Yahoo's Tumblr Gamble, Fisher on Fed, SAC Subpoena

Tumblr-founder David Karp
Don Emmert | AFP | Getty Images
Tumblr-founder David Karp

Recapping the day's news and newsmakers through the lens of CNBC.

Yahoo Gambles on Tumblr


Yahoo has made a billion-dollar gamble, acquiring blogging start-up Tumblr for $1.1 billion in cash. The move is the boldest yet from new Yahoo CEO Marissa Mayer, as the former Google executive looks for ways to make Yahoo more relevant in the age of social media.

Spending one-fifth of the cash and short-term investments Yahoo had on hand at the end of the last quarter to fund the deal, the move could make or break Mayer's legacy. It provides Yahoo with access to the increasingly critical social and mobile world in one fell swoop, but the question is whether Tumblr can be monetized through ad dollars at a level that justifies the hefty valuation.

David Karp, Tumblr CEO, stands to make more than $200 million on the deal, not bad for a high school dropout. Karp agreed to stay on and run Tumblr as an independent entity after the acquisition by Yahoo.

Recent weeks have witnessed a bevy of rumors about billion-dollar-plus valuations for app companies, including reports that Facebook was pursuing navigation app Waze.


The deal revived memories of Yahoo's much maligned 2005 purchase of Flickr. Mayer alluded to the skepticism in her own Tumblr post on Monday announcing the deal, writing, "We promise not to screw it up."

David Karp's father, Michael Karp, spoke to CNBC on Monday, about the sudden windfall. "He's going to keep on doing what he's doing," said the New York-based composer of TV and film music themes. "It's never about the money with David. It's always been about doing what he loves doing. And creativity and passion."

Texas Flood: The Fed's Fisher on QE


Dallas Federal Reserve President Richard Fisher, one of the most outspoken critics of quantitative easing within the central bank, told CNBC on Monday that the Fed should not put a hard stop on QE purchases overnight, but should taper off the asset-buying program.

Fisher said while QE has been a great boon to the stock market, he is less convinced that it has been a help to the economy, and specifically, the labor market and the Fed mandate of maximizing employment. In effect, the Fed is underwriting Congress for not doing its job, Fisher said.

Fisher projected real GDP growing at a rate of above 2.5 percent toward the end of the year, which is not bad but not quite as strong as he would like to see GDP. On Wednesday, Federal Reserve Chairman Ben Bernanke will testify before Congress ahead of the latest release of the Fed's Open Market Committee meeting notes.


Fisher said the Fed should not go from "wild turkey" monetary policy to "cold turkey" overnight.

Fisher said the question before the Fed now is "do we dial it back or dial it up."

"We're going to be at a point soon where ... [in] a couple of months, we could be buying 100 percent of the gross issuance of mortgage-backed securities volume. We're going to be at a point where we're buying a significant portion—as these deficits come down slightly over the short term—of Treasury issuance."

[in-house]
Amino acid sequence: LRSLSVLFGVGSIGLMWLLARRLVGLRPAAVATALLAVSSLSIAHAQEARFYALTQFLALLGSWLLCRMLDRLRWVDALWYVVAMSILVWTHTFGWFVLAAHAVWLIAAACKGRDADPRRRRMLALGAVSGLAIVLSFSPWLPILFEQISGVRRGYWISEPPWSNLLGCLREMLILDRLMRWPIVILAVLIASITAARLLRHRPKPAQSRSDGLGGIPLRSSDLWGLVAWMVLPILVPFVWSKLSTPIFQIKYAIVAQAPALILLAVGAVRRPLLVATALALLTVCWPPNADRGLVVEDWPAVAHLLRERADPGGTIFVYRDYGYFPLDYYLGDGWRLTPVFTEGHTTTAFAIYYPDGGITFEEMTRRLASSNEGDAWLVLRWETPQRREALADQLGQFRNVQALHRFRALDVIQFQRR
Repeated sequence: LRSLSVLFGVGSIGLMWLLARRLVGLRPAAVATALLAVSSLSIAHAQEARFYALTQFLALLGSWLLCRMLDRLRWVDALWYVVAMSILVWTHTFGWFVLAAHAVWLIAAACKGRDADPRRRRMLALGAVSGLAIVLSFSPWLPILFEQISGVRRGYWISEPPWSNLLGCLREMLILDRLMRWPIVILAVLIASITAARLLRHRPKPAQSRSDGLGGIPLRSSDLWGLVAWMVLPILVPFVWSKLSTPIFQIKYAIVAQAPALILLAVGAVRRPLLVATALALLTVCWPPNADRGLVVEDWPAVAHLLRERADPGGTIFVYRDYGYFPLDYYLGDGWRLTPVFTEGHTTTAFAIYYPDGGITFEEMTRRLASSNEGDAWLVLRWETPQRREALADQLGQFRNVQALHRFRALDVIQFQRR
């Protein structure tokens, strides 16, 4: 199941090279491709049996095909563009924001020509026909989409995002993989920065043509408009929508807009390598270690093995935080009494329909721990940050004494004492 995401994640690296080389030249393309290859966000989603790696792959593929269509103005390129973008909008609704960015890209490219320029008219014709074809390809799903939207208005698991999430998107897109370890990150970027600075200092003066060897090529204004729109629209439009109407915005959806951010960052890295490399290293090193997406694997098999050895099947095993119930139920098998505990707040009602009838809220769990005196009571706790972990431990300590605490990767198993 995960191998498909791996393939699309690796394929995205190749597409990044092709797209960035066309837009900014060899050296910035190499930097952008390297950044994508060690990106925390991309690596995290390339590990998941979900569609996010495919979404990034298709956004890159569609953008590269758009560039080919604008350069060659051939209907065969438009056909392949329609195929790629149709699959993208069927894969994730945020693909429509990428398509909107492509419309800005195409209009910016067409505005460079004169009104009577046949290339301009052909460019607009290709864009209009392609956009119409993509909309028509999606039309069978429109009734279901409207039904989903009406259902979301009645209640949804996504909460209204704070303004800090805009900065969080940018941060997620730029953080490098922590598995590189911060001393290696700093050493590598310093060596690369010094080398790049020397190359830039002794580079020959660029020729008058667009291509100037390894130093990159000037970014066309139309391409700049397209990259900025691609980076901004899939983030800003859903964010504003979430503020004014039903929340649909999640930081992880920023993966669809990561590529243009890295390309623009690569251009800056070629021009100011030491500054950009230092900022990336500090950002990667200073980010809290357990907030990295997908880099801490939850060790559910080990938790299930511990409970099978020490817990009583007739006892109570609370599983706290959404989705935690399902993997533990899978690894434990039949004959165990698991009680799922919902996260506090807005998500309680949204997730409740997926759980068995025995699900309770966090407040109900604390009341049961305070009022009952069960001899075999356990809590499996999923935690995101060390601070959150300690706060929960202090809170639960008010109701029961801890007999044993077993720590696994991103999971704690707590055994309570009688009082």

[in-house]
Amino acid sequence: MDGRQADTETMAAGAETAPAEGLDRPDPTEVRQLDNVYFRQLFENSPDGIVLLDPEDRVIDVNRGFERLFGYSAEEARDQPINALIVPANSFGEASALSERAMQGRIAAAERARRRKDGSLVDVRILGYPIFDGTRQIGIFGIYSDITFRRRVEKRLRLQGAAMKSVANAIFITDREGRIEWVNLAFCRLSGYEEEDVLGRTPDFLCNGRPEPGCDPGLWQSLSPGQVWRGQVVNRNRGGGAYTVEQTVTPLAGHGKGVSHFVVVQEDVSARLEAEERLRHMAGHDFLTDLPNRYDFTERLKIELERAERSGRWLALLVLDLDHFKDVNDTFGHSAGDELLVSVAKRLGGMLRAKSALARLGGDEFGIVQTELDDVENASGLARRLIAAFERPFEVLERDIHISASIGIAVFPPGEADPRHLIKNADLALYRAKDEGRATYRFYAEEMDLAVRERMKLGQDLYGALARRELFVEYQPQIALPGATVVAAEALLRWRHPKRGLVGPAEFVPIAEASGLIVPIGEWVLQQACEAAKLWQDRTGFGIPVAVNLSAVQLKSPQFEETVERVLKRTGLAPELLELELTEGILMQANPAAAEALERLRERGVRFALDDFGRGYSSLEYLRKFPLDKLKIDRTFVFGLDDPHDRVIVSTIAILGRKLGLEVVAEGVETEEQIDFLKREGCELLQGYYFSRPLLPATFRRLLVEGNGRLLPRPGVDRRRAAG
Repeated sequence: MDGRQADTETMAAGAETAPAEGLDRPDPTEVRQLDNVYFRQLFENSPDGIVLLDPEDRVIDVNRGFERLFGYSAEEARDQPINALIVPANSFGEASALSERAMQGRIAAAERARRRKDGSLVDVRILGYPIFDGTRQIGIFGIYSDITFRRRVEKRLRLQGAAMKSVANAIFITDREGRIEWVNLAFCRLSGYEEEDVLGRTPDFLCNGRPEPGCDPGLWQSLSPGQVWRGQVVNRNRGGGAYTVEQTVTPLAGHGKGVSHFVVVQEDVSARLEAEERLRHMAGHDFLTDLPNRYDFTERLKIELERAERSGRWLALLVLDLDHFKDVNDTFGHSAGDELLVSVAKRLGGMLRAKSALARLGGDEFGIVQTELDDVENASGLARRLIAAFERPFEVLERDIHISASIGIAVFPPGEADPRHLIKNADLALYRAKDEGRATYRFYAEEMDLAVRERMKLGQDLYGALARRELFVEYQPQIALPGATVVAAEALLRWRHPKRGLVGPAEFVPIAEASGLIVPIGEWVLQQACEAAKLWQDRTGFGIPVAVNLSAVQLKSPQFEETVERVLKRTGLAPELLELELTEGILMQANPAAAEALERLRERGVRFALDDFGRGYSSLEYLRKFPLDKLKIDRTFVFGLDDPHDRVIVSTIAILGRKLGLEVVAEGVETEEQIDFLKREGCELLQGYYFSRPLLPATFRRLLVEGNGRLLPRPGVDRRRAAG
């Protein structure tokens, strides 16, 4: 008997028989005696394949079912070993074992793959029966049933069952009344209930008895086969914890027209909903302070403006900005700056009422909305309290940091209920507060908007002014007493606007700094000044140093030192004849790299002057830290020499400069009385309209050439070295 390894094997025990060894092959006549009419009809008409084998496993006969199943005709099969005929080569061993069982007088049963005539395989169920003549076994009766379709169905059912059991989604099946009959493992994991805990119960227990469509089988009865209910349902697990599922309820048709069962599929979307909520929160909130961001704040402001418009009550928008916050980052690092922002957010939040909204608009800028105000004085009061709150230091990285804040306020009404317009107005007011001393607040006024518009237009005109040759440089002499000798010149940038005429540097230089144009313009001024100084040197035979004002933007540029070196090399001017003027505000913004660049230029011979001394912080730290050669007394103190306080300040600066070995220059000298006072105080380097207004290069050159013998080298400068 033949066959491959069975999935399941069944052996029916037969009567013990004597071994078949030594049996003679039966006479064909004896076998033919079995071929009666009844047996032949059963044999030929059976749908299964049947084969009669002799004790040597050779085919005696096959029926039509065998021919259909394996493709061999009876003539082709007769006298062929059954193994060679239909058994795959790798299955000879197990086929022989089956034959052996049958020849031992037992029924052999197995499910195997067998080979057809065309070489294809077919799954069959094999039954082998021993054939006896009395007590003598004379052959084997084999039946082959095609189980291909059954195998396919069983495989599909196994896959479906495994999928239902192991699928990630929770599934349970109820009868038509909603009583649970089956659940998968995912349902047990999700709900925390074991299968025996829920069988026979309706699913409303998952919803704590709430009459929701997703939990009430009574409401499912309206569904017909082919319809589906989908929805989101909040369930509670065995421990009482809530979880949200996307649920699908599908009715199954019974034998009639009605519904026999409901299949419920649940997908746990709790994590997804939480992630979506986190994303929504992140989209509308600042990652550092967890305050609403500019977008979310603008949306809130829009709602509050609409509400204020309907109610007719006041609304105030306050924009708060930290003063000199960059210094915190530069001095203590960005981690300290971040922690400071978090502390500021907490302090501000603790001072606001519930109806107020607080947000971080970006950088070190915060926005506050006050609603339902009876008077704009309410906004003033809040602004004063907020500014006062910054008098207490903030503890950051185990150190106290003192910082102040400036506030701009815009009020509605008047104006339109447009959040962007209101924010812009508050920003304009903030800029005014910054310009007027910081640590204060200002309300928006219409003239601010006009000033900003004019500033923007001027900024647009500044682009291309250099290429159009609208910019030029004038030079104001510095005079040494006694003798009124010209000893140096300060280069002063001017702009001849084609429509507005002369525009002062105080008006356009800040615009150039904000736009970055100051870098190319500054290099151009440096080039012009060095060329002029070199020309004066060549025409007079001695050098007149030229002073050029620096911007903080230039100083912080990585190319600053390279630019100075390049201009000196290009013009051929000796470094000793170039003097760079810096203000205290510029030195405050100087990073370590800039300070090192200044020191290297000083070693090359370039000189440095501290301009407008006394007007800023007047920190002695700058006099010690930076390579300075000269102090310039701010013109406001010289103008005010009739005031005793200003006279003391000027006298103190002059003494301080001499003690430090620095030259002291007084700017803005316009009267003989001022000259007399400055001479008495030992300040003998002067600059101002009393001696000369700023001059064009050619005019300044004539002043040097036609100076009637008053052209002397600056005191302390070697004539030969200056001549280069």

"We've flooded the market with liquidity but the boats are still tied to the dock by fiscal policy."

Chicago Federal Reserve Bank President Charles Evans told the CFA Society Chicago on Monday that the Fed has given the economy the means to reach "escape velocity" next year. "We continue to face powerful headwinds in the fiscal situation and the global economy," but Evans added that the economy "seems to be performing pretty well right now."

SAC Capital Subpoena


Talks between the government and Steve Cohen's hedge fund SAC Capital over the ongoing insider trading scandal have fallen apart, a source told CNBC's Kate Kelly. As recently as a week ago, SAC officials were confident that they were close to a settlement deal with the Department of Justice that would have resolved the remaining insider trading issues hanging over SAC Capital related to two pharmaceutical trades from 2008 among others.

Under a discussed deal, SAC would have paid a fine and the government would have agreed not to pursue criminal charges against the firm.

But reports surfaced on Monday that Cohen has been subpoenaed to testify and with the firm telling investors it is no longer cooperating with the government, those talks appear to have broken down.

Kelly reported that Blackstone, which is SAC's largest external investor with about $410 million invested, plans to redeem some money before a June deadline as its own investors are nervous.


"I do think the symbolic value of somebody like a Blackstone, which has a large fund of funds and has a lot of pension funds and other smaller investors they are facing, showing that there is a level of discomfort with the legal headlines, as they continue to come out ... I do think there could be a domino effect."